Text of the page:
Life for Jews in 19th century Russia wasn't exactly milk and honey. We previously discussed the Pale of Settlement, which restricted where Jews could live. That was just the tip of the iceberg.
Czar Nicholas I made military service mandatory for every seven out of 100 Jewish boys. They would be called into the army at the age of TWELVE and serve for a period of TWENTY FIVE years. Now, one might say that seven is not exactly a high percentage... but would you ever want to risk that with your child?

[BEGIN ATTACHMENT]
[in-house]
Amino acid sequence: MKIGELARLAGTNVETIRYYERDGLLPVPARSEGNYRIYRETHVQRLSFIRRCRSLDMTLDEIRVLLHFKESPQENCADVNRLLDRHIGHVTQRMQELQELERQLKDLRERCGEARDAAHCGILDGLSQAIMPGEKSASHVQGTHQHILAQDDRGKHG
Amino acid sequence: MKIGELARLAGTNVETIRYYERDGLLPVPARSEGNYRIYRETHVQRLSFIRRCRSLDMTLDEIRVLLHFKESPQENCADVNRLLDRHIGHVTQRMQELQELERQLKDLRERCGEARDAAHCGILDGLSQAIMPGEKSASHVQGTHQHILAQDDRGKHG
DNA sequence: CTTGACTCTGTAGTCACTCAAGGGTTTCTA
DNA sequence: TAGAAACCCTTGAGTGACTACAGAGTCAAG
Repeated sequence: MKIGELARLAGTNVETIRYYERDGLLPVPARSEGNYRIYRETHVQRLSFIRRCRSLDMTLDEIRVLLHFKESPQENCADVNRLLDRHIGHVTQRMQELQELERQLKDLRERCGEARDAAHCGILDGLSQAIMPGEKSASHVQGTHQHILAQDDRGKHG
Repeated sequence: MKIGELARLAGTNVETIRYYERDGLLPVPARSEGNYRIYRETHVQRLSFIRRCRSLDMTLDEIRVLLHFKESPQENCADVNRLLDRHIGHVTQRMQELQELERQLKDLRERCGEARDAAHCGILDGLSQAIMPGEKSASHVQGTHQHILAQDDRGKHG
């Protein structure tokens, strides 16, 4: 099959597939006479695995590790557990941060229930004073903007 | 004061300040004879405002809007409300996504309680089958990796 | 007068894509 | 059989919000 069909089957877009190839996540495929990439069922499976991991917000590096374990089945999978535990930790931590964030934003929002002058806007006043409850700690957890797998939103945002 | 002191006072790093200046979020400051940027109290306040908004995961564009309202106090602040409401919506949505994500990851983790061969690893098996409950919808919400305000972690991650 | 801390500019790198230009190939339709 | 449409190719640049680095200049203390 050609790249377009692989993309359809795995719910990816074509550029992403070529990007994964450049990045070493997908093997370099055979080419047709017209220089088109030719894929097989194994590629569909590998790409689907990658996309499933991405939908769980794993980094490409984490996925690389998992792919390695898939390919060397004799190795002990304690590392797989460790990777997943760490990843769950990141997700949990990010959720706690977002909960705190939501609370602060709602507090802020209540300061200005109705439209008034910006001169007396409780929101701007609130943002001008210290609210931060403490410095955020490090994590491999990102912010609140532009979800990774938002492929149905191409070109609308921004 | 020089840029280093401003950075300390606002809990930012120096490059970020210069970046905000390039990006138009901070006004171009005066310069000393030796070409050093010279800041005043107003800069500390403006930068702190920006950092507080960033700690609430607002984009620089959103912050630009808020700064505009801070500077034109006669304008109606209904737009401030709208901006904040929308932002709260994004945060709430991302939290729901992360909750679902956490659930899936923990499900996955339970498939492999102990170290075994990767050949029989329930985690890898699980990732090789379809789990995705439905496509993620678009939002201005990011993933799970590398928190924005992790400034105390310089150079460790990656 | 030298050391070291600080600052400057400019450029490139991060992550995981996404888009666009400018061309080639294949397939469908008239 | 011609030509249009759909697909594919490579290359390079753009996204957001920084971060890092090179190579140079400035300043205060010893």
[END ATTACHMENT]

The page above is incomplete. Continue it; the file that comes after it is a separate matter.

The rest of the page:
So, as much as we frown on conversion in most circumstances, we understand it here. This is what 35 members of the Rubinstein family did in 1831.
Anton Rubinstein was not even two at the time. With military no longer an option, his parents did as any responsible Jews (converted or not): made him take piano lessons. Anton proved to be a virtuoso, and grew up to be considered one of the greatest piano players of all time. In 1862, Rubinstein opened the first Russian music conservatory. Among his students was one Peter Tchaikovsky.
Later in life, Rubinstein became an atheist, which made the whole conversion moot. As for Jews of Russia, well...
It didn't get much better after the 19th century.